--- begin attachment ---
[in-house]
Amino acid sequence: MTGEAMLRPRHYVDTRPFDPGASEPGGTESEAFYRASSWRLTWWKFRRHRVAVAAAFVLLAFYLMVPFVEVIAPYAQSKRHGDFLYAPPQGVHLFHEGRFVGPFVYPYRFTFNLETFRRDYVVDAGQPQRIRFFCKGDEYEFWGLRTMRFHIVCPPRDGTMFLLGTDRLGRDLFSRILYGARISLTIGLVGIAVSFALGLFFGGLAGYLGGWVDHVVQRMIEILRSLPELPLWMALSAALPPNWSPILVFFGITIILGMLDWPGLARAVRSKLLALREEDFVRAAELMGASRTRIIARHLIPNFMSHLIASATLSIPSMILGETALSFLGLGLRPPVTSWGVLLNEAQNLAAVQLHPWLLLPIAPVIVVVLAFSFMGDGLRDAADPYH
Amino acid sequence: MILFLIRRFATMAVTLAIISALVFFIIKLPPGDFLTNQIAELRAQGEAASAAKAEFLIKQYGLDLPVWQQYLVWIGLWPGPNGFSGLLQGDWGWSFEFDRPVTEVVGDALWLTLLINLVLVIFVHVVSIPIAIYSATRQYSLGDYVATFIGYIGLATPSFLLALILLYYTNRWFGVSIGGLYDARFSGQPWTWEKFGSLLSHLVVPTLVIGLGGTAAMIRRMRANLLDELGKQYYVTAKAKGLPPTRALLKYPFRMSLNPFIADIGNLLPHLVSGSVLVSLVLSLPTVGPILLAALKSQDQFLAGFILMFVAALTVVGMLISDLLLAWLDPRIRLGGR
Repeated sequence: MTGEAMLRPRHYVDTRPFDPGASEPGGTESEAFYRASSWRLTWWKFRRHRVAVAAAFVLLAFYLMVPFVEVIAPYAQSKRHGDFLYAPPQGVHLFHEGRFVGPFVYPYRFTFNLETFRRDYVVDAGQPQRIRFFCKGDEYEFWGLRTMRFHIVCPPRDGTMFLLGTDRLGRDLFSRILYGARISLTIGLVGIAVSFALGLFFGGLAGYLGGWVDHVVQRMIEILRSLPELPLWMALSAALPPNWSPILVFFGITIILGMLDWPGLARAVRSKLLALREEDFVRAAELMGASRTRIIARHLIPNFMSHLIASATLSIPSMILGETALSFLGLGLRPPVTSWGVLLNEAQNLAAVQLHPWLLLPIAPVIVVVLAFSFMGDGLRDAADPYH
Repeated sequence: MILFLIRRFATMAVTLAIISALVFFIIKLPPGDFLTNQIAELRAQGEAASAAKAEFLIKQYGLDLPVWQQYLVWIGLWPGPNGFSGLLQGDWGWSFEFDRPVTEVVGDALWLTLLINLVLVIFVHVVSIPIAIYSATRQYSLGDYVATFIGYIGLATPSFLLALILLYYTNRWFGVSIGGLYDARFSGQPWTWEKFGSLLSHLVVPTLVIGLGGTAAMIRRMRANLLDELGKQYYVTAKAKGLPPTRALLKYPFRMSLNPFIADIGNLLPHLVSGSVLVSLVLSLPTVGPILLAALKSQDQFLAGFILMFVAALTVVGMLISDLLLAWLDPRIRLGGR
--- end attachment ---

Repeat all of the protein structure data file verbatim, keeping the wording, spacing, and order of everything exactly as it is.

[in-house]
Amino acid sequence: MTGEAMLRPRHYVDTRPFDPGASEPGGTESEAFYRASSWRLTWWKFRRHRVAVAAAFVLLAFYLMVPFVEVIAPYAQSKRHGDFLYAPPQGVHLFHEGRFVGPFVYPYRFTFNLETFRRDYVVDAGQPQRIRFFCKGDEYEFWGLRTMRFHIVCPPRDGTMFLLGTDRLGRDLFSRILYGARISLTIGLVGIAVSFALGLFFGGLAGYLGGWVDHVVQRMIEILRSLPELPLWMALSAALPPNWSPILVFFGITIILGMLDWPGLARAVRSKLLALREEDFVRAAELMGASRTRIIARHLIPNFMSHLIASATLSIPSMILGETALSFLGLGLRPPVTSWGVLLNEAQNLAAVQLHPWLLLPIAPVIVVVLAFSFMGDGLRDAADPYH
Amino acid sequence: MILFLIRRFATMAVTLAIISALVFFIIKLPPGDFLTNQIAELRAQGEAASAAKAEFLIKQYGLDLPVWQQYLVWIGLWPGPNGFSGLLQGDWGWSFEFDRPVTEVVGDALWLTLLINLVLVIFVHVVSIPIAIYSATRQYSLGDYVATFIGYIGLATPSFLLALILLYYTNRWFGVSIGGLYDARFSGQPWTWEKFGSLLSHLVVPTLVIGLGGTAAMIRRMRANLLDELGKQYYVTAKAKGLPPTRALLKYPFRMSLNPFIADIGNLLPHLVSGSVLVSLVLSLPTVGPILLAALKSQDQFLAGFILMFVAALTVVGMLISDLLLAWLDPRIRLGGR
Repeated sequence: MTGEAMLRPRHYVDTRPFDPGASEPGGTESEAFYRASSWRLTWWKFRRHRVAVAAAFVLLAFYLMVPFVEVIAPYAQSKRHGDFLYAPPQGVHLFHEGRFVGPFVYPYRFTFNLETFRRDYVVDAGQPQRIRFFCKGDEYEFWGLRTMRFHIVCPPRDGTMFLLGTDRLGRDLFSRILYGARISLTIGLVGIAVSFALGLFFGGLAGYLGGWVDHVVQRMIEILRSLPELPLWMALSAALPPNWSPILVFFGITIILGMLDWPGLARAVRSKLLALREEDFVRAAELMGASRTRIIARHLIPNFMSHLIASATLSIPSMILGETALSFLGLGLRPPVTSWGVLLNEAQNLAAVQLHPWLLLPIAPVIVVVLAFSFMGDGLRDAADPYH
Repeated sequence: MILFLIRRFATMAVTLAIISALVFFIIKLPPGDFLTNQIAELRAQGEAASAAKAEFLIKQYGLDLPVWQQYLVWIGLWPGPNGFSGLLQGDWGWSFEFDRPVTEVVGDALWLTLLINLVLVIFVHVVSIPIAIYSATRQYSLGDYVATFIGYIGLATPSFLLALILLYYTNRWFGVSIGGLYDARFSGQPWTWEKFGSLLSHLVVPTLVIGLGGTAAMIRRMRANLLDELGKQYYVTAKAKGLPPTRALLKYPFRMSLNPFIADIGNLLPHLVSGSVLVSLVLSLPTVGPILLAALKSQDQFLAGFILMFVAALTVVGMLISDLLLAWLDPRIRLGGR